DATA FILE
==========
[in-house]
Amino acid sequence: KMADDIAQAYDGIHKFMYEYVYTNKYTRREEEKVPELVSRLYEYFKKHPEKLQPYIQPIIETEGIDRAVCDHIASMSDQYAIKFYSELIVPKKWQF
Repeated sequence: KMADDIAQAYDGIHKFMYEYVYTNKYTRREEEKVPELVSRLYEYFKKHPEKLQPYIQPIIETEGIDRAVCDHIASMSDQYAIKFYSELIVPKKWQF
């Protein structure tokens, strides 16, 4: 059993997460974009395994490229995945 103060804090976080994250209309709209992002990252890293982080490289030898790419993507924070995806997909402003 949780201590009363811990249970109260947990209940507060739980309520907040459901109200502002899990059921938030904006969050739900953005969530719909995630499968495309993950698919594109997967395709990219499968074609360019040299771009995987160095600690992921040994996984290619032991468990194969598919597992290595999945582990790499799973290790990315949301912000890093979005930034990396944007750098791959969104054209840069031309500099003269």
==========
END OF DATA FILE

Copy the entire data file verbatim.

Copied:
[in-house]
Amino acid sequence: KMADDIAQAYDGIHKFMYEYVYTNKYTRREEEKVPELVSRLYEYFKKHPEKLQPYIQPIIETEGIDRAVCDHIASMSDQYAIKFYSELIVPKKWQF
Repeated sequence: KMADDIAQAYDGIHKFMYEYVYTNKYTRREEEKVPELVSRLYEYFKKHPEKLQPYIQPIIETEGIDRAVCDHIASMSDQYAIKFYSELIVPKKWQF
């Protein structure tokens, strides 16, 4: 059993997460974009395994490229995945 103060804090976080994250209309709209992002990252890293982080490289030898790419993507924070995806997909402003 949780201590009363811990249970109260947990209940507060739980309520907040459901109200502002899990059921938030904006969050739900953005969530719909995630499968495309993950698919594109997967395709990219499968074609360019040299771009995987160095600690992921040994996984290619032991468990194969598919597992290595999945582990790499799973290790990315949301912000890093979005930034990396944007750098791959969104054209840069031309500099003269």